Tequila plant could fuel vehicles and help reduce emissions

Jul 29, 2011
The first trial of the agave plant in Australia at Kalamia Estate, Queensland in July 2009. Credit: Don Chambers

In an article published today in the journal Energy and Environmental Science, plant physiologist Dr Daniel Tan and his University of Oxford collaborators have analysed the potential to produce bioethanol (biofuel) from the agave plant, a high sugar succulent widely grown in Mexico to make the alcoholic drink tequila.

The agave plant has not yet been widely cultivated as a , but it promises some significant advantages over existing sources of ethanol such as and corn, Dr. Tan and his Oxford colleagues argue.

"The agave plant is probably one of the most promising crops we can grow to produce ethanol-based fuels," said Dr. Tan, a senior lecturer in the Faculty of Agriculture, Food and Natural Resources. "It can grow in arid areas without irrigation; it doesn't compete with or put demands on limited water supplies."

A pilot agave farm to produce ethanol has been established in Kalamia Estate, Queensland (near Ayr) but more work needs to be done. "Further research is obviously needed to improve the understanding of the agave plants and to develop the technology involved," the paper notes.

Dr. Tan and his co-authors - including Sir David King, a former chief scientific advisor to the UK Government - analysed the production of ethanol from the agave plant in a hypothetical farm and production facility and found it had a number of other benefits.

"Ethanol derived from agave has a positive - the energy created is five times that required to produce it. This compares favourably to the highly efficient sugarcane, and to the less efficient corn as a source of ," Dr. Tan said.

"It also compares favourably to sugarcane-derived ethanol for its ability to offset , which we calculated at 7.5 tons of CO2e per hectare per year - taking into account the crop's complete lifecycle, from planting and harvesting to production and processing."

Xiaoyu Yan, lead author and postdoctoral researcher at the Smith School of Enterprise and the Environment, University of Oxford said:

"Our analysis highlights the promising opportunities for bioenergy production from agaves in arid or semi-arid regions, causing minimum pressure on food production and water resources. The results suggest that ethanol derived from agave is likely to be superior, or at least comparable, to that from corn, switchgrass and sugarcane in terms of energy and GHG balances (net GHG offset per unit land area), as well as ethanol output."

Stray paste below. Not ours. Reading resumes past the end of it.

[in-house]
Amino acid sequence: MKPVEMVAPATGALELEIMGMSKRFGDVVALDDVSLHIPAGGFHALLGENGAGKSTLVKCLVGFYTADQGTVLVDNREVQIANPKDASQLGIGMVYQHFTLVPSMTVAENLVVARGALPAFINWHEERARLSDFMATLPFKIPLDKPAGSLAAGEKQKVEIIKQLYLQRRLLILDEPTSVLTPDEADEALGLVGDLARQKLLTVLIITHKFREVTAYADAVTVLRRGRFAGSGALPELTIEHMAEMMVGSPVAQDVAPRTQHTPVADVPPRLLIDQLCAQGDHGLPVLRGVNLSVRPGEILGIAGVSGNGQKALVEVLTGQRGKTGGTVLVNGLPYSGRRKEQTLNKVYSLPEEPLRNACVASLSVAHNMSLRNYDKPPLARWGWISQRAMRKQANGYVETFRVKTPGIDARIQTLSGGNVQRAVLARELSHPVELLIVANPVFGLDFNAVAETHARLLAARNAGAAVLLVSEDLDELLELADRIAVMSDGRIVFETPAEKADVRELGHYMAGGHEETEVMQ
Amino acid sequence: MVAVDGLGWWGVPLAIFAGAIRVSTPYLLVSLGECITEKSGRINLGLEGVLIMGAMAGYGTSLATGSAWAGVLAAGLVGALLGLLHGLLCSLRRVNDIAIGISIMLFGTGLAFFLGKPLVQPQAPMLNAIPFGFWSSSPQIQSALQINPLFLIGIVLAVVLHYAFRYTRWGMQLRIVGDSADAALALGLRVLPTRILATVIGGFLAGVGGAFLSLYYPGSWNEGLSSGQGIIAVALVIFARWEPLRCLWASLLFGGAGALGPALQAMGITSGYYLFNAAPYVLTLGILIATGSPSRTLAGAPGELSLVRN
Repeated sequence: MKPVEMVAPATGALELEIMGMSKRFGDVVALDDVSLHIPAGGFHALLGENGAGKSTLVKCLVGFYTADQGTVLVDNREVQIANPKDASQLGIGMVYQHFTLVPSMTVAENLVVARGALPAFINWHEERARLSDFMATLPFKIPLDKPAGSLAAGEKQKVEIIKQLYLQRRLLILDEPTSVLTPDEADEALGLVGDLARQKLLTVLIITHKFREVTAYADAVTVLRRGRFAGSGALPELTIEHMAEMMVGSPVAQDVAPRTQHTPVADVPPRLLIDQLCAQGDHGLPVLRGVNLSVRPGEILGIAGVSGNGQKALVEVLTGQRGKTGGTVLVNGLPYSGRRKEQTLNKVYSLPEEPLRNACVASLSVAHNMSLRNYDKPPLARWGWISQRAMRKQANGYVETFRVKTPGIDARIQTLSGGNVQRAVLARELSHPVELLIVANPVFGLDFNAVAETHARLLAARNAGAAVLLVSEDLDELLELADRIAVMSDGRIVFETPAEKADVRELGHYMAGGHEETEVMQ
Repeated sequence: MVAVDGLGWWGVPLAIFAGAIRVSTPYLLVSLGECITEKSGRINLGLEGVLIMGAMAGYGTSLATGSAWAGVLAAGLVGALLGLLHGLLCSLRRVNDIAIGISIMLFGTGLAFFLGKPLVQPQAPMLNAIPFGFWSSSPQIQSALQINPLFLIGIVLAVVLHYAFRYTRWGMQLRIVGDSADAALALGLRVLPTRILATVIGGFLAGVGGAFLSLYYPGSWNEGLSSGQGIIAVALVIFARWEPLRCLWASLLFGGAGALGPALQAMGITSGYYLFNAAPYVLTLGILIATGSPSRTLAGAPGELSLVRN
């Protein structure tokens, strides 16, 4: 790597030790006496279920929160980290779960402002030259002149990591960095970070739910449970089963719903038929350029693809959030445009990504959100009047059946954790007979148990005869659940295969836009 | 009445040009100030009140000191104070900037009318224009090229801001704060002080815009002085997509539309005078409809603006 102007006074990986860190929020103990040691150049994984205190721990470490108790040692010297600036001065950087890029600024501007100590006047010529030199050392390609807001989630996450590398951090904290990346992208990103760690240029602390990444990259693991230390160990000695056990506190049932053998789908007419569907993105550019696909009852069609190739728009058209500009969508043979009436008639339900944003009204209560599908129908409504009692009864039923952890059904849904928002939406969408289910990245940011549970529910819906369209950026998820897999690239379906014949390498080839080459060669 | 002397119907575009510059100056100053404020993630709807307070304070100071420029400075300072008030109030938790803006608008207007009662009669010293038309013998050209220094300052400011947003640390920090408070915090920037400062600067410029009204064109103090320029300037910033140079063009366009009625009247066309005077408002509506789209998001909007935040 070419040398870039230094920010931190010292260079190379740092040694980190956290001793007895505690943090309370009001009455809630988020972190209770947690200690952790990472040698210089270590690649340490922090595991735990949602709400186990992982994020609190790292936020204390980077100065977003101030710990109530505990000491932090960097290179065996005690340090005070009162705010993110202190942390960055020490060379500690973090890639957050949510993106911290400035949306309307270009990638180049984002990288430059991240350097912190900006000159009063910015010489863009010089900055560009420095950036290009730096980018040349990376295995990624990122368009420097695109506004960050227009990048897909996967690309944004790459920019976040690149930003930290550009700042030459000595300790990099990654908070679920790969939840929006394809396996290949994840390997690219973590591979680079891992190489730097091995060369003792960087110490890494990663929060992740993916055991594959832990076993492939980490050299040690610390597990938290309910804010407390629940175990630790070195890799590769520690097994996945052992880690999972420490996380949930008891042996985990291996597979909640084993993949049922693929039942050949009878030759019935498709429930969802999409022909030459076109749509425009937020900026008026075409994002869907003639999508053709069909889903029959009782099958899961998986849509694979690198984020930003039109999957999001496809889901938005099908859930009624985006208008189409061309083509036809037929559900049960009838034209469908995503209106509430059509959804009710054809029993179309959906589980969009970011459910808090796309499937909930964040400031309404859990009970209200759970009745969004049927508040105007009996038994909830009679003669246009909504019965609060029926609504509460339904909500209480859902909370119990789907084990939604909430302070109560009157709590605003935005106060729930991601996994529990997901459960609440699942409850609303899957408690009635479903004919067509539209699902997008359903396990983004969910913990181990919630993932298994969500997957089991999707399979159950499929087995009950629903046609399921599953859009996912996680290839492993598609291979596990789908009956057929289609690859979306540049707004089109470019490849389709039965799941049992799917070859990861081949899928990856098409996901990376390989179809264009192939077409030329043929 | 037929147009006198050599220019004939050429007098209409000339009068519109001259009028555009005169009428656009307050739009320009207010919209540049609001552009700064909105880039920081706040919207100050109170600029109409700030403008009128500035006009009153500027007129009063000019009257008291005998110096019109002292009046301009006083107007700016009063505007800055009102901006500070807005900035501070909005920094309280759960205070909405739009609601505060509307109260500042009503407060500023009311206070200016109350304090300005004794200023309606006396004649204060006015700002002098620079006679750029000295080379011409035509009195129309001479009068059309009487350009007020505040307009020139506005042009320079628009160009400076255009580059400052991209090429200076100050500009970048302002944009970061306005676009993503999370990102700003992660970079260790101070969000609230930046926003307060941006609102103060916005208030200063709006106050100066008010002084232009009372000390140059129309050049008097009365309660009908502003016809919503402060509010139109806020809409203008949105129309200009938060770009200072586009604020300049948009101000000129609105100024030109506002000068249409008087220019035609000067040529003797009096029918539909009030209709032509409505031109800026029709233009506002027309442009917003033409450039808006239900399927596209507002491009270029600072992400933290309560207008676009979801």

An agave production facility would also be self-fuelling, with the plant's woody by-products (bagasse and residue) fuelling the production facility's energy requirements, says Dr. Tan.

Explore further: Researchers develop the first mobile charging system for electric vehicles

More information: pubs.rsc.org/en/journals/journalissues/ee

Provided by University of Sydney

3.1 /5 (7 votes)

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5 / 5 (1) Jul 29, 2011
Give it up and buy some parabolic troughs and a syngas plant if liquid fuels are your goal. About 300x more efficient per unit land used, requires far less water and scarce fertilizer inputs, no pesticides......
not rated yet Jul 29, 2011
It only takes several years before the pina/heart can be harvested!
5 / 5 (2) Jul 29, 2011
Screw this! Engineer the plant to produce tequila directly. THEN you'll have something!
1 / 5 (1) Jul 29, 2011
"It can grow in arid areas without irrigation; it doesn't compete with food crops or put demands on limited water supplies."

Yeah but think of all the alcoholics that are gonna be ticked when those tequila prices go up...
1 / 5 (1) Jul 29, 2011
"It can grow in arid areas without irrigation; it doesn't compete with food crops or put demands on limited water supplies."

Yeah but think of all the alcoholics that are gonna be ticked when those tequila prices go up...

If it's grown on land that wasn't used for agave before it shouldn't affect the price.
1 / 5 (1) Jul 29, 2011
Use the ethanol as a chemical starting point for synthesizing substances that would otherwise need petrochemicals and need to be produced close to a refinery and shipped out to users, saving money and energy.
1 / 5 (1) Jul 29, 2011
Ethanol can now be converted into ethene for polyethene quite nicely. You can also ferment sugar into butanol without huge changes in physical equipment. New catalysts and processes are opening up many opportunities to replace top down petrochemical products with bottom up synthesis.

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